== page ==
Keys to a Successful Injury Recovery

I was fortunate this past weekend to lecture at the Boulder Running Clinics with Vern Gambetta, Steve Magness, and Charlie Kern.  Speaking with such an accomplished group forces you to raise your knowledge game.  You have to be current with your research/background information and not be a minion to common trends just because they are common trends, especially if they logically don’t make sense (I’m looking at you: self-massage rollers).  But the think tank conversations that occur with the other lecturers and clinic attendees at the social after the event is where the real learning occurs.  It’s an opportunity to get on a soapbox with some very knowledgeable and respected peers to agree, disagree, and/or rant about so many commonly practiced misconceptions that go on in sports performance, recovery, and health care.  The reality is, simple and straightforward tend to be the most accurate and efficient.  This is especially true in injury rehab, where we’re always looking for the next cool modality that will “accelerate” are recovery.  Cold lasers, bone stimulators, compression boots, self-massage rollers, herbal elixirs, cryosaunas, E-stim…..the list of fad and for the most part useless trends is endless!  You’re better off being patient, giving the tissue a chance to calm down, then progressively re-loading it with advice from a qualified professional.  Below is a list of keys for a successful rehab.  It’s not sexy, but if followed appropriately, is usually the most effective at optimizing your recovery.

1) Accurate Diagnosis – There is nothing that can delay your injury rehab timeline more than if your injury is misdiagnosed in the first place.  Having the proper assessment lays the foundation for the rehab plan, it is crucial to get it right!  Otherwise costs, stress, and frustration will continue to rise as your return to full activity is met with more and more setbacks.  Getting the assessment of “your glutes are weak or not firing” is not a diagnosis, neither is an “upslip in my pelvis”.  Think about that for a second, if your glutes weren’t firing, you’d be walking with a pretty significant lurch in your step.  Get an accurate diagnosis from a qualified individual, not WebMD or your massage therapist, or your buddy in the next cubicle who had something similar!  There are some great MDs, Orthos, PTs, and Sports Chiros (start with those that have a CCSP or DACBSP after their name) out there.  But, there are also some very bad ones that muddy the waters, so pick wisely.  Nothing frustrates me more when I have a patient that comes in and tells me that the problem is “their pelvis over rotates” or they “have a leg length inequality” when they haven’t had the proper assessment that confirms this suspicion (stability testing of the SI ligament or full body X-ray to actually measure the leg length differences).  Misdiagnosis leads to misinformation being shared, which in healthcare is a recipe for disaster.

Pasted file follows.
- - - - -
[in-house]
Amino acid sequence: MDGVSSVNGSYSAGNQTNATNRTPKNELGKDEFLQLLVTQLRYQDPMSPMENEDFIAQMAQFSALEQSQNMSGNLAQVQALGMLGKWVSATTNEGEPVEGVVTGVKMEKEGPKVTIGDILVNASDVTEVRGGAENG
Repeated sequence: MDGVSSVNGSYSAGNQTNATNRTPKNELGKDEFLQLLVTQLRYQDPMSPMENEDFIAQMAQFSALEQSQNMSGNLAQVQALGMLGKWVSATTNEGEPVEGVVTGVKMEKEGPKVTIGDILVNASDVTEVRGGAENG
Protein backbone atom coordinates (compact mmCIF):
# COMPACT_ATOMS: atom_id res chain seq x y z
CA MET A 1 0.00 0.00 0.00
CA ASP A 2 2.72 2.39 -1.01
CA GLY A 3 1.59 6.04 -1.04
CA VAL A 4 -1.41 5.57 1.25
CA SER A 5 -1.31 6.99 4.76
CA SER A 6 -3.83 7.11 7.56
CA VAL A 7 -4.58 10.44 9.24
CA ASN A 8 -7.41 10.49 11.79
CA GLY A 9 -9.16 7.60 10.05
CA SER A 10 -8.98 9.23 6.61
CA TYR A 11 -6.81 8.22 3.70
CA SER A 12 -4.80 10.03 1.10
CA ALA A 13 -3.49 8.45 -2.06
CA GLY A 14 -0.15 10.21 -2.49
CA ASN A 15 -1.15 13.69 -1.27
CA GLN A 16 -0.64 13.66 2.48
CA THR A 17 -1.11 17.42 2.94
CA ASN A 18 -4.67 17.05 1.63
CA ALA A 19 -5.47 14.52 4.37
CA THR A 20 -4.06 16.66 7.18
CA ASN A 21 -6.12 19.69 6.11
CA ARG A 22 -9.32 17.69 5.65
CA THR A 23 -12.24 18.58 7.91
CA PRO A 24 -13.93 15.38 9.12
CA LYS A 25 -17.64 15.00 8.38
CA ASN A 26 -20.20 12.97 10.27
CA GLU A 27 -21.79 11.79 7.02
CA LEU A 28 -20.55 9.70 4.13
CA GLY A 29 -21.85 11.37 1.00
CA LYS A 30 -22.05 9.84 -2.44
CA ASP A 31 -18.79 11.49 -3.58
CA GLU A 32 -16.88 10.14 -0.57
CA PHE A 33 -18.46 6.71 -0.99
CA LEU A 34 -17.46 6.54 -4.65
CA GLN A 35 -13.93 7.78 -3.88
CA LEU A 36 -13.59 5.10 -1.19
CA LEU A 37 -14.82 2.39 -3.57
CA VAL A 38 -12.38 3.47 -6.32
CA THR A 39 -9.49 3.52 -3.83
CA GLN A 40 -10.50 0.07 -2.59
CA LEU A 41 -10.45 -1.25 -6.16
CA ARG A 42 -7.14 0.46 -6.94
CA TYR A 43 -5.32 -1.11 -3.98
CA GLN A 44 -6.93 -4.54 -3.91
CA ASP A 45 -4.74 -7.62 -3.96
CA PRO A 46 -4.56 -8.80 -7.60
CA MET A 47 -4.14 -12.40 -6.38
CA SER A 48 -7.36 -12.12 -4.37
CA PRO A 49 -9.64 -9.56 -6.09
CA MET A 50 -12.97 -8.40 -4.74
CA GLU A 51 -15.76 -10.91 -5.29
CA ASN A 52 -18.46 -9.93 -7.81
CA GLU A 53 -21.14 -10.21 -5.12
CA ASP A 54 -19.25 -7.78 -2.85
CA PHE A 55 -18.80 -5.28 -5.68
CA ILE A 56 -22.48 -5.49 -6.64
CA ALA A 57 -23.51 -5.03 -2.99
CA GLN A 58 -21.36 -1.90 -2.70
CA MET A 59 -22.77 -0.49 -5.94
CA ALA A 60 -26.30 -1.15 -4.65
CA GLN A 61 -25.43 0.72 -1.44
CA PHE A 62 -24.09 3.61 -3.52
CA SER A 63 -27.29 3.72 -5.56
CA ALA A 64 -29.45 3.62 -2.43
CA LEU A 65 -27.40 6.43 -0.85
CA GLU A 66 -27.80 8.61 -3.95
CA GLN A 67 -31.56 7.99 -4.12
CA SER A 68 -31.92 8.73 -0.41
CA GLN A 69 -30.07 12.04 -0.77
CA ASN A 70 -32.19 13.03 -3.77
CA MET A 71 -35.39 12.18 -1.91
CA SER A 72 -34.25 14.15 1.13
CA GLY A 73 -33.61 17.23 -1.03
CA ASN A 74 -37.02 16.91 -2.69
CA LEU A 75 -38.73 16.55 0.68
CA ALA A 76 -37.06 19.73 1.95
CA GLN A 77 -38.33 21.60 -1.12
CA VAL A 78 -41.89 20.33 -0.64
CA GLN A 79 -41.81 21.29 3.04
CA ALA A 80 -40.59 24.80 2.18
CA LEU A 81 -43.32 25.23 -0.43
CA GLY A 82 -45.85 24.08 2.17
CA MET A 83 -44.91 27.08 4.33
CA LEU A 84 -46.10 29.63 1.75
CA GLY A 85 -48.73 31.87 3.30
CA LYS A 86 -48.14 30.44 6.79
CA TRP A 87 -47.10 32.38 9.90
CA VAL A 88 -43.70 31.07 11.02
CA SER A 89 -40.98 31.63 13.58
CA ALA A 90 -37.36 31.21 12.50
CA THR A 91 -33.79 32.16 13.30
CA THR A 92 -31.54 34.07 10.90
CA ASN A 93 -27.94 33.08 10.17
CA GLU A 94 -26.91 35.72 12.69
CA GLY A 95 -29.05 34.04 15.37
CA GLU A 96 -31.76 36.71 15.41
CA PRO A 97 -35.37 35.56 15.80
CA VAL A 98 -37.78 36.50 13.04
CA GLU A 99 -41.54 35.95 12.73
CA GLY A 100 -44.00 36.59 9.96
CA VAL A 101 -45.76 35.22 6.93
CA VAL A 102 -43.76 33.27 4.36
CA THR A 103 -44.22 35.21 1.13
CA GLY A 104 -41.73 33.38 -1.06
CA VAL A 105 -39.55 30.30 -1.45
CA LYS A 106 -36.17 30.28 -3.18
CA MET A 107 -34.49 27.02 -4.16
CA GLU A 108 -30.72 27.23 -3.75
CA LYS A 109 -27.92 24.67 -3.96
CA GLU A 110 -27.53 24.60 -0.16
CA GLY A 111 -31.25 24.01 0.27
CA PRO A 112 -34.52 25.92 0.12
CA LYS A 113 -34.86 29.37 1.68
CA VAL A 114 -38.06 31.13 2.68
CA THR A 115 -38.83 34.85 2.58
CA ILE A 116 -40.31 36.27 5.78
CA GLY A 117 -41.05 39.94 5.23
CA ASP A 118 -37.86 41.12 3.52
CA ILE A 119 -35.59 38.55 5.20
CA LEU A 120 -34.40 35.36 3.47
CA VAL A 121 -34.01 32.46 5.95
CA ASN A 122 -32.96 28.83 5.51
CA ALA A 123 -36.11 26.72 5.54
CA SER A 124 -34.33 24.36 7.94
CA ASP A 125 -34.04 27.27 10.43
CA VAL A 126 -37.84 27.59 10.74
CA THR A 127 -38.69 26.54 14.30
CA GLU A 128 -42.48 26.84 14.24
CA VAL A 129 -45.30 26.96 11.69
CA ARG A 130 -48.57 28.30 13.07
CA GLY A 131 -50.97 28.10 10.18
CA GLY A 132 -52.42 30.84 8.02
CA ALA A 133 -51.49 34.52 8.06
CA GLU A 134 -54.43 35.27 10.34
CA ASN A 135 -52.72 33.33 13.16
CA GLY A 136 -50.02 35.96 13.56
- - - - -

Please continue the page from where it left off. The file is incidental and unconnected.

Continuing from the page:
2) Consistency and Compliance –   In order to get better at a task, you need adequate time repeating that task in order to develop a proficiency at performing that task well.  This is where the SAID (Specific Adaptation to an Imposed Demand) principle comes into play.  When the body is placed under a stress/load, it will start to adapt so that it can better handle that specific stimulus in the future.  The stress applied must be enough to create a response, but low enough to avoid overtraining or risk injury.  This principle can be applied to sports performance, as well as injury rehab.  Progressing too quickly before your body has had a chance to adapt to the stimulus your trying to improve (whether it be squatting technique, balance, plank progressions, interval speed, running volume, etc), you risk inhibiting adaptation and promoting injury or causing setbacks in your injury rehab.  Setbacks when it comes to injury rehab usually occur when 1) the rehab work isn’t performed or is inconsistently performed (eg. soft tissue rehab and at-home exercise prescriptions) or 2) was progressed too quickly (eg “body weight squatting is easy and I look weak when I’m at the gym, so I’m gonna add some weight to this bar”).  So be compliant with the program assigned, whether by a coach or rehab therapist, and be consistent with how you are supposed to perform the prescribed tasks.  This includes avoiding the “I feel good so I decided to do more, when I was prescribed less” and the “I don’t feel pain anymore so I really don’t need to get re-assessed by my therapist because I should be able to take it from here” thought processes.  We also tend to jump from one therapist to the next.  This can not only create confusion if information shared is conflicting, but can also prevent your injury from healing by constantly changing the rehab plan.  Find a therapist you trust and feel comfortable with their plan, then follow it!  

3) Load Management – As stated above, the SAID principle is key when adapting to a new stimulus.  When you get hurt, unloading the injured area initially is crucial.  How you unload it and for how long, depends on the type and severity of the injury in question.  This is why an accurate diagnosis is key, it sets the foundation for the return to full activity blueprint.  If you have a grade 3 stress reaction, but you think it’s just a grade 1, you’re underestimating the length of tissue healing by 6 weeks.  So don’t be stubborn, get the injury assessed so you can improve your outcome.  Once the tissue is ready to be re-loaded, having a progressive and logically thought-out plan in place is important to avoid setbacks and improve tissue resilience.  You have to graduate back to full activity, so be patient and don’t rush the process.